Are bigger brains necessarily better brains? Sometimes, yes, but not always. It's the quality of the grey matter that counts and, of course, how you use it. For instance, Einstein had an average size brain, but had a humungous area of his parietal lobe, the part of the brain responsible for visual imagery and mathematical thinking. Women have smaller brains than men overall because we tend to be physically smaller. But that doesn't make us dumber, we just use our noodles differently, and, some say, make better use of a smaller space. Also, the additional surface area offered by deeper folds and convolutions on the brains surface can also give the average size brain more thinking power. {via Boing Boing, brain cupcake image courtesy of Me, Myself and Meningioma}
brainFly the neural skies with this awesome brain balloon, created by the International Brain Foundation to bring attention to our wonderful brains and some of the diseases and disorders that cause problems with it. From the website's schedule, it looks like this giant brain won't be floating by you anytime soon, but we still heart it anyway, maybe because our heads are already in the clouds.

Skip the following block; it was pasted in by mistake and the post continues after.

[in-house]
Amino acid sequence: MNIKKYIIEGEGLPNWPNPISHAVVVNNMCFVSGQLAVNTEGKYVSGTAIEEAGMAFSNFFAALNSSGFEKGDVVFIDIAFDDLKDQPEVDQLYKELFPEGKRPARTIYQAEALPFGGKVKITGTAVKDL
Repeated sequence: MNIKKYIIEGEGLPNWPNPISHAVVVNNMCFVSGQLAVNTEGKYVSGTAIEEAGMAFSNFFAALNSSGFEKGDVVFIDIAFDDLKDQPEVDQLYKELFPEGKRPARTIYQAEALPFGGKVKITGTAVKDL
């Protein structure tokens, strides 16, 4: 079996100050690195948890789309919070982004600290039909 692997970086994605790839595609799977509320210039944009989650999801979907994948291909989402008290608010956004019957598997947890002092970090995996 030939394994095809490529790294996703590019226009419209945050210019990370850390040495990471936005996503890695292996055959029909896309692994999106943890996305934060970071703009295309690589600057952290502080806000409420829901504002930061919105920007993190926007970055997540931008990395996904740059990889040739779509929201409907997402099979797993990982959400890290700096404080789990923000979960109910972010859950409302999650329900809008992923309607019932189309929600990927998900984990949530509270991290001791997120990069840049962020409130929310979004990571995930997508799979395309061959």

10611.1341542760.custom-1It's been a while since we checked in with Team Menstrual Cycles, our favorite band of bike-riding gynecologists who are on a mission to raise money for multiple sclerosis research. Turns out the team raised over $50,000, and they won a prize for best jersey design! Go go go! Check out the brains on that team. We were so so happy to work with them on their jerseys. They are planning to raise more funds with t-shirts of similar design, so we will keep you posted on how you can contribute to MS research.
doodlerEver been caught drawing in class, during a meeting or while listening to someone blabbing on and on? I certainly have. Next time someone accuses you of doodling, though, tell them you are actually listening intently -- and that science is on your side. A recently published brain study shows doodling actually helps people concentrate. Apparently the listening part of your brain works better when the drawing part of your brain is occupied -- it keeps you from daydreaming and spacing out altogether. Sadly, the study did not conclude that doodlers are smarter than non-doodlers (heh heh). The study was kind of small -- just 20 people were studied in each given task, so some might argue the data is statistically insignificant. I don't care though. I'll take any pro-doodling stance I can get.